2034 FIFA World Cup Bid: BWI Lodges Complaint Against Saudi Arabia Over Forced Labour and Wage Theft

(Photo: Maria Moschou / Regardirect.ch)

Geneva, 5 June 2024 - In a landmark case, the Building and Wood Workers’ International (BWI) is filing two formal complaints with the International Labour Organisation (ILO) against Saudi Arabia for severe human rights abuses and wage theft involving at least 21,000 construction workers by various but mainly two now-bankrupt Saudi construction companies alone.

The complaint emphasises the exploitative living and working conditions among the country’s vast migrant workforce: conditions that BWI notes are akin to forced labour. As Saudi Arabia positions itself to host the 2034 FIFA World Cup, this complaint demands immediate attention from FIFA and the international community. FIFA is expected to receive the single bid for the 2034 World Cup host in July.

The complaint calls for a thorough ILO investigation into these violations, emphasizing the urgent need for remedy and adherence to international labour standards. In response to BWI’s complaint, numerous trade unions in South and South-East Asia, Europe, Latin America, Africa and human rights organisations who have identified and documented similar violations in Saudi Arabia are supporting this call to the ILO, including Amnesty International, Equidem, FairSquare, Human Rights Watch and Solidarity Centre.

Among the many cases received by the BWI and other human rights organisations, findings based on direct evidence from around 200 migrant construction workers, paint a grim picture. Indicators of forced labour, as defined by the ILO, are rampant. Key findings include:

  • Debt bondage (85% of respondents)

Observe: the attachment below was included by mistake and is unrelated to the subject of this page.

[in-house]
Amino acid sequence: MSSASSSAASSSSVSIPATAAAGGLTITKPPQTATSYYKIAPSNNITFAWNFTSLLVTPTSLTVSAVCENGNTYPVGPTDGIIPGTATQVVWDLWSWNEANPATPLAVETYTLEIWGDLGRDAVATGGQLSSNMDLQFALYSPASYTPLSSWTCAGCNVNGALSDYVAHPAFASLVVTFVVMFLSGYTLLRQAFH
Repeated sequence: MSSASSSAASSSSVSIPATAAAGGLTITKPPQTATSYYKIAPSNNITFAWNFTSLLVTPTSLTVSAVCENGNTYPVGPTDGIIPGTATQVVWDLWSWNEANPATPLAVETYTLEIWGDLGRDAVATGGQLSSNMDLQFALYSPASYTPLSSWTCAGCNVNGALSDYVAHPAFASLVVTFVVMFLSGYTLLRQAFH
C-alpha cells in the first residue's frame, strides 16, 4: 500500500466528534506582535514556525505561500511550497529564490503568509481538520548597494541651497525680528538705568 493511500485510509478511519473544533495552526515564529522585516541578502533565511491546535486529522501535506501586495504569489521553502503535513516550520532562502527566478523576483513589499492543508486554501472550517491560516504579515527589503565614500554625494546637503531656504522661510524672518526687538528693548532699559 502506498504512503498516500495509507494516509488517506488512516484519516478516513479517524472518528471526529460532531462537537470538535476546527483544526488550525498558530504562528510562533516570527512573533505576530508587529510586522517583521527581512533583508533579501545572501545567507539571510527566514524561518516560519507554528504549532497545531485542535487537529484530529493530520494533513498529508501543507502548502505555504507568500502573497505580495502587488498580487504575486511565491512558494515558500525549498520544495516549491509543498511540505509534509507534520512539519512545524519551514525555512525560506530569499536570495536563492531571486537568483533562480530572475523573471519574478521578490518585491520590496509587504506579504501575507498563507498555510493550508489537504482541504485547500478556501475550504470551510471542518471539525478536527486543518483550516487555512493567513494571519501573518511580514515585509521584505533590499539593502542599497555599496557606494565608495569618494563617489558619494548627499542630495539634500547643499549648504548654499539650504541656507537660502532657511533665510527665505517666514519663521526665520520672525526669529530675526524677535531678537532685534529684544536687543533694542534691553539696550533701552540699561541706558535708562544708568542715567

• Retention of passports and identity documents (65% of respondents)
  • Restrictions on terminating and exiting employment contracts freely (63% of respondents)
  • Withholding of wages (46% of respondents)

These abuses are compounded by Saudi Arabia's failure to uphold several ratified conventions, including Convention 29 on Forced Labour.

Noteworthy cases among those documented include a migrant worker burdened by illegal recruitment fees and withheld wages, who had to borrow money to survive, only to face severe health issues and ultimately return home in a coffin. Other accounts reveal the coercion of workers through the withholding of passports and documents, and physical and sexual violence, particularly against female and domestic workers, who are at heightened risk of experiencing severe abuses and extreme forms of forced labour.

Despite some of the over 20,000 workers finally starting to receive their long-overdue wages and pending arrears after nearly a decade of protracted claims against the now-liquidated major construction companies, the number of workers still suffering from unpaid dues and in situation of extreme vulnerability to abuses remains significantly higher than reported.

FIFA’s Human Rights Policy, adopted in 2017, outlines its responsibility to identify and address adverse human rights impacts of its operations, including taking adequate measures to prevent and mitigate labour and human rights abuses. Article 7 of FIFA’s Human Rights Policy states that “FIFA will constructively engage with relevant authorities and other stakeholders and make every effort to uphold its international human rights responsibilities.”

FIFA must ensure that Saudi Arabia addresses grave labour rights abuses and aligns its labour laws and practices with international standards before any further consideration of its World Cup bid.

Ambet Yuson, BWI General Secretary, said:

“Saudi Arabia, where trade unions are banned, blatantly disregards international labour standards and fails to compensate migrant workers who have suffered abuses for over a decade. With FIFA’s decision on the 2034 World Cup bid looming and required construction of at least ten new stadiums and infrastructure, it is imperative for FIFA and Saudi Arabia to resolve the outstanding wages of over 20’000 workers for whom we have provided evidence, and to establish mechanisms that prevent any further abuse before even considering the bid. FIFA must stop placing itself above international labour norms and its own human rights statutory obligations.”

Read the full statement and additional information   on the case file.

Read the BWI 2024 Report "Migrant Worker Conditions in the Kingdom of Saudi Arabia" in EN  ES and FR  

Read the list of organisations supporting the call.